Abu Dhabi's Health Authority is planning to issue regulations to protect patients going for weight loss surgeries from falling into the hands of inexperienced surgeons.
New rules in Abu Dhabi to protect patients of weight loss surgeries
ABU DHABI // The health authority is to introduce standards to protect people seeking surgery for weight-related problems.
The Health Authority Abu Dhabi (Haad) says rules will cover which patients are eligible for surgery, and qualifications of surgeons.
They will standardise diagnosis, treatment and ways of reporting data by the end of next month.
"We've had a few cases of serious complications [with weight-management procedures] and the standard will prevent this," said Dr Khaled Al Jaberi, department manager of non-communicable diseases at Haad.
World Health Organisation figures show 67 per cent of men and 72 per cent of women in the UAE are overweight or obese.
Authorities are also working with insurers to ensure those who need the surgery can receive it.
International criteria require a person's body-mass index (BMI) to be more than 40, or more than 35 if there is an associated illness such as diabetes. But many insurers refuse to cover costs of surgery for those with a BMI below 40.
"Someone with a BMI of 38 will be denied surgery and might try to put on four or more kilos so he is eligible," said Dr Al Jaberi.
"Which, with all due respect, is nonsense. The standard will require that both doctors and insurance companies consider the co-morbidities."
Hospitals now set their own standards and this made it difficult to hold doctors accountable.
"All the different age categories will be listed and all types of weight-management intervention will be considered, not just surgery," Dr Al Jaberi said.
Authorities are working with local and international experts, including the Emirates Obesity and Metabolic Surgery Interest Group, and the American Society of Metabolic and Bariatric Surgeons.
A number of studies have shown the benefits of bariatric surgery for chronic diseases.
Statistics from a 2004 study published in the Journal of the American Medical Association show remission rates for Type II diabetes patients were 77 per cent and hypertension was eliminated in 62 per cent of patients.
Dr Faruq Badiuddin, founder and secretary general of the Emirates expert group, said the term bariatric surgery must be reviewed.
"It promotes the concept that somebody is doing the surgery only to reduce their weight, which is not true," Dr Badiuddin said.
"Obesity is a metabolic disease. It includes complications such as diabetes and hypertension."
He said such complications were present in more than a third of cases he saw.
"We should speak of it as metabolic surgery, which is surgery designed to correct the metabolic defect in the body," Dr Badiuddin said.
The new standard will set minimum requirements for bariatric surgeons. As in most countries, bariatric surgeons are licensed as general surgeons, some with a specialist or consultant status.
Dr Fawaz Torab, president of the Emirates group of experts, said some of the new requirements could include that surgeons complete training and perform between 50 and 100 operations, depending on the type of procedure.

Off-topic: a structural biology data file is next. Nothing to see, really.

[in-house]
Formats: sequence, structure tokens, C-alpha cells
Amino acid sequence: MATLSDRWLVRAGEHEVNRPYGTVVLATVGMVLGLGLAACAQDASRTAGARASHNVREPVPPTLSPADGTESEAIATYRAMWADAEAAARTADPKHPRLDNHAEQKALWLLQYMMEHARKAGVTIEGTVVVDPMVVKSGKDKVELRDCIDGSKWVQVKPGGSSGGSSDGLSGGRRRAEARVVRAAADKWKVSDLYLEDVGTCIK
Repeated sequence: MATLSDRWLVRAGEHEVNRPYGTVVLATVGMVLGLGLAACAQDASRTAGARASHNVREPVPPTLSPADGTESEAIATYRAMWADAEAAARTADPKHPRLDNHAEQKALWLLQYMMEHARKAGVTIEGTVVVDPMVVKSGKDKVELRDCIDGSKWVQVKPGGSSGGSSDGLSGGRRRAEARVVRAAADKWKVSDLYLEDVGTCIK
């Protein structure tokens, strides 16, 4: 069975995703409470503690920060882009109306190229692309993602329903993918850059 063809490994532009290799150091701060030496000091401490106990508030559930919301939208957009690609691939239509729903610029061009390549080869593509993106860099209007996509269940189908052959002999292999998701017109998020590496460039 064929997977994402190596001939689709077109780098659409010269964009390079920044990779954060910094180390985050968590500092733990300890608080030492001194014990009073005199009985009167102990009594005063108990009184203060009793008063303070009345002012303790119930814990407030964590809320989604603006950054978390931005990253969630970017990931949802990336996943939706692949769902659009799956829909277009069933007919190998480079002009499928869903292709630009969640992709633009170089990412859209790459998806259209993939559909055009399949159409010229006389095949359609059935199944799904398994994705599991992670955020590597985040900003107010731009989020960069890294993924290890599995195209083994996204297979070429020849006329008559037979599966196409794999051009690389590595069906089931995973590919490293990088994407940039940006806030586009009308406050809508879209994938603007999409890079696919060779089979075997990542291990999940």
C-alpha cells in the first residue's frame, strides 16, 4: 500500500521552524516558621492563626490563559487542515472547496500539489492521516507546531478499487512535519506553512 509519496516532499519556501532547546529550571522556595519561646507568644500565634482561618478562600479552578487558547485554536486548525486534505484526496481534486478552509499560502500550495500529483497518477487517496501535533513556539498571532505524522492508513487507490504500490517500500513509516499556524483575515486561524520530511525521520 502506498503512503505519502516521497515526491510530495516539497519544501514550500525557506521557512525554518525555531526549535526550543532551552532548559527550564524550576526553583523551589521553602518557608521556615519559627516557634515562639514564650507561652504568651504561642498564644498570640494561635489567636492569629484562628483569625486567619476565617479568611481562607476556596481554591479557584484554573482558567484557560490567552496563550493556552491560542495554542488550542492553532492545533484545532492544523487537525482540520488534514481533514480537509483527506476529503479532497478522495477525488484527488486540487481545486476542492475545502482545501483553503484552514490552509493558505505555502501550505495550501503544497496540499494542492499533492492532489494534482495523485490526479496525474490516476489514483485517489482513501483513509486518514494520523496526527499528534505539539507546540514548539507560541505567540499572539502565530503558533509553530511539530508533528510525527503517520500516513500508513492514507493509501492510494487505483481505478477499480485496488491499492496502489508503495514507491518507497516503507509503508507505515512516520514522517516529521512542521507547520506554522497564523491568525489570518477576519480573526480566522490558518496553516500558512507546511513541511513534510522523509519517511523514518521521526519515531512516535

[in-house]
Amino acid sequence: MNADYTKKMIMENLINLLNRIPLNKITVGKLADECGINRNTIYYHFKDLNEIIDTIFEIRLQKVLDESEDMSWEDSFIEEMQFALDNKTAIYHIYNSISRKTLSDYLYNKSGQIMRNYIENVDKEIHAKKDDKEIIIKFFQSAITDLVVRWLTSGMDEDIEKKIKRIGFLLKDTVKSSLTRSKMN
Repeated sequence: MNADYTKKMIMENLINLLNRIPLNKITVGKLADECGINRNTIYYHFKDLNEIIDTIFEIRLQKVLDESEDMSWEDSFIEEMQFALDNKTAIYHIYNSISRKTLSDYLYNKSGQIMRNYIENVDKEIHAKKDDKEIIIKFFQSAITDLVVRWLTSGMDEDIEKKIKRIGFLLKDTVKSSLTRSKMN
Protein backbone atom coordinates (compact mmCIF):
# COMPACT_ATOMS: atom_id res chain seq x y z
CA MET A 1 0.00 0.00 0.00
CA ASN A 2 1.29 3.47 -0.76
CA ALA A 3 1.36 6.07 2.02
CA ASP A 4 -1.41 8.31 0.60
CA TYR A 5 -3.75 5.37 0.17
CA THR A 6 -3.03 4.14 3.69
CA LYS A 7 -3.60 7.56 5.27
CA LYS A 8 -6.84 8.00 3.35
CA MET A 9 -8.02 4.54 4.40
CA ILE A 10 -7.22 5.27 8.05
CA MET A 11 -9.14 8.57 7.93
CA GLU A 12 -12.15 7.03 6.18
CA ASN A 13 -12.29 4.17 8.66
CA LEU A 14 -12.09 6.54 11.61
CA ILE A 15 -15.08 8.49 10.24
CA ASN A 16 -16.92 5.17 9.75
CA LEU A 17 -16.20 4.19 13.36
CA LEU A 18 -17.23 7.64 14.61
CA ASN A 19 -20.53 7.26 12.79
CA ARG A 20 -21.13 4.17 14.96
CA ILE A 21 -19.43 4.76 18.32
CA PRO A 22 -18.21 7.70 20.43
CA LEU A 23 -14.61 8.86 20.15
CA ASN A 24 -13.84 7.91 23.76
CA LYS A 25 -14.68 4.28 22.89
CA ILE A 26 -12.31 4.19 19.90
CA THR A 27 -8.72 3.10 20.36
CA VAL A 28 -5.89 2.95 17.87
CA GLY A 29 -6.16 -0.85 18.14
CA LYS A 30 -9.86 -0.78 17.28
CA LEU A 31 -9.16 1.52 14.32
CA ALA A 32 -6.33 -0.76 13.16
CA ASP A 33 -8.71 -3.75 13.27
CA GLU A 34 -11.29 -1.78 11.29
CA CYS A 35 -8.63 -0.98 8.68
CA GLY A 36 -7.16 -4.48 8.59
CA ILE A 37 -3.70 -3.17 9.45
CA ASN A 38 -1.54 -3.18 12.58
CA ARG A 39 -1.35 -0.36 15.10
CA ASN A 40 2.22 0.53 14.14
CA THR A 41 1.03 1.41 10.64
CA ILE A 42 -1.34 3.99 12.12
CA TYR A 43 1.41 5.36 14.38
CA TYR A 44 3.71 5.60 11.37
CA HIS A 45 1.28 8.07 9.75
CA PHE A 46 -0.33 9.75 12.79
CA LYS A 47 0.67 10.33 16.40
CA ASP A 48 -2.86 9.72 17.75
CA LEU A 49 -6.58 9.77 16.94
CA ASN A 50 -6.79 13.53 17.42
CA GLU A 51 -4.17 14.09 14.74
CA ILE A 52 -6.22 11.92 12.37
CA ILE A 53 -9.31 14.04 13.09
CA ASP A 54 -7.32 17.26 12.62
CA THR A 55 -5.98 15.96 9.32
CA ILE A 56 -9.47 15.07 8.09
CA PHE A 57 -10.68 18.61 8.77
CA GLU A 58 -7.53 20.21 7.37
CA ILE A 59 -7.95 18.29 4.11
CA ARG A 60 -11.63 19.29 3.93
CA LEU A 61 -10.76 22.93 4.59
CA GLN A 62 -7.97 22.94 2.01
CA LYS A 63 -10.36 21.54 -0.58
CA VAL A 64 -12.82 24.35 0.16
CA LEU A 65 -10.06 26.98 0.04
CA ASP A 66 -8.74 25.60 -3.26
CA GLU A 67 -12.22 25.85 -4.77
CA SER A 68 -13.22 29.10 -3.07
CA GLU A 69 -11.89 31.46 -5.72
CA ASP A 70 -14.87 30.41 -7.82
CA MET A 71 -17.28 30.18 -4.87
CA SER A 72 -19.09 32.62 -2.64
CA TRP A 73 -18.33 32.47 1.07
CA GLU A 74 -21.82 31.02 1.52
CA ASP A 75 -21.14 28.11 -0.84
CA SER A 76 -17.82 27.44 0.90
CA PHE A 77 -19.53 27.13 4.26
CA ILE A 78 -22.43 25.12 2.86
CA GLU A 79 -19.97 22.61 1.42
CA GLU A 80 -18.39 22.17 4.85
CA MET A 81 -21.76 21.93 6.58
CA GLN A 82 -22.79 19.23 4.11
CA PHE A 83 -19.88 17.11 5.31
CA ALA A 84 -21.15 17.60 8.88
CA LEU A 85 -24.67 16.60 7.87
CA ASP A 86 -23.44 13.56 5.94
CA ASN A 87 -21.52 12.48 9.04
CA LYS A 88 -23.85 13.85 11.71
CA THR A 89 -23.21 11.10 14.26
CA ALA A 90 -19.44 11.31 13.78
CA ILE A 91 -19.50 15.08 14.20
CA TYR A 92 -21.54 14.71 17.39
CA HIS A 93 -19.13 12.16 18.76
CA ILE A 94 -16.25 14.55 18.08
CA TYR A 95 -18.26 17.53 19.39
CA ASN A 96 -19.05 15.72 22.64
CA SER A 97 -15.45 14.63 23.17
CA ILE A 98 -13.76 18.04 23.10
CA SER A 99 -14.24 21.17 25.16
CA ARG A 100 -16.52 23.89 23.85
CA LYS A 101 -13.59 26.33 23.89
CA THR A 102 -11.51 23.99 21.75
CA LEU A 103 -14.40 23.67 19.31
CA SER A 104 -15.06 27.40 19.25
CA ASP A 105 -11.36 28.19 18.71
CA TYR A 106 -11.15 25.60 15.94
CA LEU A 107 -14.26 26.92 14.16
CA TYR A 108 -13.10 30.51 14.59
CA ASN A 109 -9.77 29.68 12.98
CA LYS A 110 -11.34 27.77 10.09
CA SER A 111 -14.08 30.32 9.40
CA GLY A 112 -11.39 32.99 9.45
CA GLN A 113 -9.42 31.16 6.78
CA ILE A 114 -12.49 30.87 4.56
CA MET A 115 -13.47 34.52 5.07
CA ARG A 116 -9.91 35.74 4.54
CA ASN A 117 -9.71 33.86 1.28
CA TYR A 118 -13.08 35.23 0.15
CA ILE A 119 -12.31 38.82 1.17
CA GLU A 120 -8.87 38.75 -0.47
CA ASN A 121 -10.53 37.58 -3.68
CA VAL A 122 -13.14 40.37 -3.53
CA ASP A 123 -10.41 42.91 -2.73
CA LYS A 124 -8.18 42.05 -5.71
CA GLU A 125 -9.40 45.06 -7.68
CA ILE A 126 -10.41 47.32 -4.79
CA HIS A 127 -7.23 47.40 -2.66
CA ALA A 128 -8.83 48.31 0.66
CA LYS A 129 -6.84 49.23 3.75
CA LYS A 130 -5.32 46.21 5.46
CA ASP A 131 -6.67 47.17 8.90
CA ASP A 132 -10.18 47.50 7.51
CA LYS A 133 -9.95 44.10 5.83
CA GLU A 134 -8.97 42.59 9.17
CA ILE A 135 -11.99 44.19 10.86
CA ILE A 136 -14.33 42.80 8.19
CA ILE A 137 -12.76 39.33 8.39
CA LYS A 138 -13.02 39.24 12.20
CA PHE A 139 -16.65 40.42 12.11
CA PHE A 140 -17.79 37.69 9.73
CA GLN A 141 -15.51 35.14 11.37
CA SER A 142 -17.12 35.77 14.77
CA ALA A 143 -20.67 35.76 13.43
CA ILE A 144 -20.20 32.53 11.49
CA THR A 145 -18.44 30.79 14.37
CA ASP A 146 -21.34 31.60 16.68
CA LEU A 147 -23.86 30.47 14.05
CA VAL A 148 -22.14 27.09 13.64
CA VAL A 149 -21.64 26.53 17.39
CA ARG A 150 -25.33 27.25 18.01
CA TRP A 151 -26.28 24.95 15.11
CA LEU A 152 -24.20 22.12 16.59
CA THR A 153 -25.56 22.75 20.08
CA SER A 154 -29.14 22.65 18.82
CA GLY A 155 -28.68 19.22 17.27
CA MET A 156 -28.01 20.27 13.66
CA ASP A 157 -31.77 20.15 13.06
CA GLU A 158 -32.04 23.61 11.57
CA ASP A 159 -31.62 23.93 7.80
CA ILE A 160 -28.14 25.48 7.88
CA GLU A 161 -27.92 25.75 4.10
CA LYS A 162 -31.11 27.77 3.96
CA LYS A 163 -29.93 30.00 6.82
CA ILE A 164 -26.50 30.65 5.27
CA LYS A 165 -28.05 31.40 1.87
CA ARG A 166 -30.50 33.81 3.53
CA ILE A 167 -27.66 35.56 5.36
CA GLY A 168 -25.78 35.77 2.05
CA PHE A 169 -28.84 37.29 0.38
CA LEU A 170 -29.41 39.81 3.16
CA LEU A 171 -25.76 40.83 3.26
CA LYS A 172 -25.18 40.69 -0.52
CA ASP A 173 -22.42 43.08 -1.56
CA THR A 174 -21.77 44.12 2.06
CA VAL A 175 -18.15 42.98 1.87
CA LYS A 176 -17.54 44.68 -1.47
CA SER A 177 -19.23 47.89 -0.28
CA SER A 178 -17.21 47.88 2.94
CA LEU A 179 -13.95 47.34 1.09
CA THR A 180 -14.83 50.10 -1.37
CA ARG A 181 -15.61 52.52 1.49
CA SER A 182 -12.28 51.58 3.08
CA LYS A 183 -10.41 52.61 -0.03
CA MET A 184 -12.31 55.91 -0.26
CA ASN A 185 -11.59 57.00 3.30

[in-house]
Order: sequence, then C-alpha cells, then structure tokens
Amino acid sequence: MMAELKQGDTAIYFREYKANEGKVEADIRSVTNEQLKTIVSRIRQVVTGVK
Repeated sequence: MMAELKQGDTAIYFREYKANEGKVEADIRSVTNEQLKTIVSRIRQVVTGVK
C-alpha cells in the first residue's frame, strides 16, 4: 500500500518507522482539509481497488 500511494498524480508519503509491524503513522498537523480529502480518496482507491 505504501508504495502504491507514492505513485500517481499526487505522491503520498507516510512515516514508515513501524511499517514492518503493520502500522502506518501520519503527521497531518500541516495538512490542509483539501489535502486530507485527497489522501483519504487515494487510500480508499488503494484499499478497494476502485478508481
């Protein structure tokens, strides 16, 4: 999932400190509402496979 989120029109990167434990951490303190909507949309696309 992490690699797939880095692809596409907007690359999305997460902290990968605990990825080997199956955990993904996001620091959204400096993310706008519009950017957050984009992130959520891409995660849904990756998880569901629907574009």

Dr Torab said a fellowship in bariatric surgery launched last year by Tawam Hospital and UAE University would help to address the resulting problem of high demand and few surgeons.
"People will be obliged to go for training to improve their situation to get accreditation," he said.
Experts in Dubai are also calling for regulations, saying many patients are being treated by inexperienced surgeons.
"Do we need to have a licence for bariatric surgery? The answer is yes," said Dr Faisal Badri, head of general surgery at Rashid Hospital. "Now the market is open. All the general surgeons are doing it. It's become more of a trend."
Rashid Hospital has one of the largest bariatric surgery units in the country, operating on about 80 patients a year. It is not unusual for doctors there to get patients who have had botched surgeries at other facilities, sometimes as many as 10 a year.
The hospital has a waiting list of about 300 for the surgery, which is why many go to private hospitals, Dr Badri said.
Rashid Hospital offers the procedure free to Emiratis and at lower rates for expatriates. A gastric bypass would cost about Dh30,000 compared with between Dh45,000 and Dh65,000 in private centres.
Hospitals belonging to the Dubai Health Authority work on a privilege basis, meaning doctors must complete a number of supervised operations before being approved to work within a specialised department. Private hospitals operate more freely.
Dr Badiuddin said his group was in talks with the health authorities to develop unified guidelines across the UAE.
"This is an immediate and urgent necessity, to have very clear guidelines which should be well promoted to the surgeons of the country," he said.
"The problems we face are when amateur surgeons who are not appropriately trained start to do bariatric surgery, and that is definitely well-documented as one of the biggest reasons why people have complications."